This video segment explores the world of camouflage, including some of the methods and benefits of this important evolutionary strategy. Footage from NOVA: "Animal Impostors."

Type: Video/Audio/Animation

An Everglades Visit:

In this ZOOM-adapted video clip, guest Tommy takes you into Florida's Everglades, describing the animals, plants, and weather he observes while in swamps and marshy grasslands. Connections between other regions are made, such as bird migration from one ecosystem to another.

Type: Video/Audio/Animation

Solar Still Part 1: Salt Water:

The process that moves water around Earth is known as the water cycle. I this ZOOM-adapted video clip, the cast uses a homemade solar still to separate pure water from a saltwater mixture, mimicing this natural process.

Type: Video/Audio/Animation

Meteor Showers:

While commonly referred to as "shooting stars," meteors and meteor showers are, in fact, unrelated to stars. Instead, these streaks of light are the glow of interplanetary debris crashing into Earth's atmosphere. In this animated video adapted from NASA, learn about these "shooting stars" and the reasons behind annual meteor showers.

Type: Video/Audio/Animation

Virtual Manipulatives

See All You Can See:

This resource provides a collection of games based on identifying the parts of the eye and their functions, understanding the vision process, and learning about some of the protective eye wear associated with certain sports and daily activities.

Type: Virtual Manipulative

A Pendulum:

This virtual manipulative will help the students learn some important concepts of classical mechanics, such as gravitational acceleration, energy conservation and so on. This activity will also help in students learning via the process of making predictions (about number of pendulum swings), discussing outcomes and sharing results.

Type: Virtual Manipulative

Friction (at Molecular Workbench):

Friction is important in enabling the movement of objects. Friction is a force that acts in an opposite direction to movement. Friction is everywhere when objects come into contact with each other. Observe what happens when the surfaces are very smooth or slippery, it reduces the friction and thus it makes harder to stop the motion.

Type: Virtual Manipulative

Static Electricity:

This online manipulative models and simulates common static electricity concepts such as transfer of charge.

Type: Virtual Manipulative

The Solar System:


This interesting game require the students to help the comet get to the sun, by answering some simple questions regarding to the solar system.

Type: Virtual Manipulative

Solar System Exploration:

This resource provides an interactive tool for the exploration of the solar system. To navigate the interactive solar system move the mouse to hover the target over different objects, to learn more about each click to access images, information about scientists, homework help, articles, news, missions, time lines, and important facts.

Type: Virtual Manipulative

Signal Circuit:

This virtual manipulative will help you learn why the lights turn on in a room as soon as someone flip the switch. This virtual manipulative will allow you to flip the switch and watch the electrons.
Some of the sample learning goals can be:

  • Explain what happens when you turn on the switch.
  • Determine whether the blue spheres are positive or negative charges. Explain your thinking.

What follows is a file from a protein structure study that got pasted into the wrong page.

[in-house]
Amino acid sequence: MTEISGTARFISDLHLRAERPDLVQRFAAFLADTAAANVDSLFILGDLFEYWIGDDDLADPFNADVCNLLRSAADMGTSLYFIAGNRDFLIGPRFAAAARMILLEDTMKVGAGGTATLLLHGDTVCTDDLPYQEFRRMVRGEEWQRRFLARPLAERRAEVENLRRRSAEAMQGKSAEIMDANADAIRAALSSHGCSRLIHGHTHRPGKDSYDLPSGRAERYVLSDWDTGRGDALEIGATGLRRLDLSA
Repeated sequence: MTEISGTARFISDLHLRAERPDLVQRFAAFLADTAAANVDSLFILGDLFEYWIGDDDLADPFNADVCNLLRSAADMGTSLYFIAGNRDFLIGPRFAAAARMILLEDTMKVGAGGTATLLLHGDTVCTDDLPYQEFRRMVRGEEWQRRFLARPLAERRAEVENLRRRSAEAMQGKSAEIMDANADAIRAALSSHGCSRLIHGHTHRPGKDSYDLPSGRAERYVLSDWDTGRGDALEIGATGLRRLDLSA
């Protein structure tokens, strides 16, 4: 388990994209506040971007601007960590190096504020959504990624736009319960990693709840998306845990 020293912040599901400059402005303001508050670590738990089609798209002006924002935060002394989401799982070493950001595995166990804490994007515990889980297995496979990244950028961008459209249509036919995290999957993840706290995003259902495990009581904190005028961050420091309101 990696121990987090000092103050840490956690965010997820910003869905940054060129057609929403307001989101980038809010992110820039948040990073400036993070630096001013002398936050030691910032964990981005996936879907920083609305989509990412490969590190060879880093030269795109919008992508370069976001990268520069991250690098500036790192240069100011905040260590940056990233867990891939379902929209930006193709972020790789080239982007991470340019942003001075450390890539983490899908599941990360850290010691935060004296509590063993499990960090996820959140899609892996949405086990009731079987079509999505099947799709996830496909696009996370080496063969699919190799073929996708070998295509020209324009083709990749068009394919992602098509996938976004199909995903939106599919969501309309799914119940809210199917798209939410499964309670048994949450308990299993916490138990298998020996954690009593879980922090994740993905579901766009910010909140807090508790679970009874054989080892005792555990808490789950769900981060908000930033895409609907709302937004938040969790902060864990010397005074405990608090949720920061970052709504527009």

Type: Virtual Manipulative

Density:

This resource will build the following skills:

  • Describe the relationship of mass and volume to density.
  • Compare objects of same mass and different volume and vice versa.
  • Explain that density of a certain object does not vary with its mass or volume.
  • Measure the volume of an object from fluid displacement.
  • Use density to identify an unknown material.

Type: Virtual Manipulative

Balance Challenge Game:

Play with objects on a teeter totter to learn about balance.

  • Predict how objects of various masses can be used to make a plank balance.
  • Predict how changing the positions of the masses on the plank will affect the motion of the plank
  • Write rules to predict which way plank will tilt when objects are placed on it.
  • Use your rules to solve puzzles about balancing.

Type: Virtual Manipulative

Explore the forces:


Students can create an applied force and see how it makes objects move. They can also make changes in friction and see how it affects the motion of objects.

  • Identify when forces are balanced vs. unbalanced.
  • Determine the sum of forces (net force) on an object with more than one force on it.
  • Predict the motion of an object with zero net force.
  • Predict the direction of motion given a combination of forces.

Type: Virtual Manipulative

A Kid-Friendly Solar System:

This website is designed by NASA for student use, so it provides the most current, accurate information regarding the objects in our solar system. Each object in the solar system is available on the first screen. Click on any of the names of the objects, and it links to a description of the object.

Type: Virtual Manipulative

Forces in 1 Dimension:

This is a virtual manipulative which demonstrates the principles of force. Students can click on a man and push different objects of varying masses across the screen. The resulting forces (frictional and total force) are shown. Graphs show forces, position and acceleration as a function of time. Free body diagrams of all the forces can also be viewed.

Type: Virtual Manipulative

Circuit Construction Simulation:

An electronics kit in your computer! Build circuits with resistors, light bulbs, batteries, and switches. Investigate conductivity of various materials. Take measurements with the realistic ammeter and voltmeter. View the circuit as a schematic diagram, or switch to a life-like view.

Type: Virtual Manipulative

The Disaster Area: FEMA for Kids:

Through this website, students learn about different weather disasters and what to do before, during, and after an emergency.

Type: Virtual Manipulative

Parent Resources

Vetted resources caregivers can use to help students learn the concepts and skills in this course.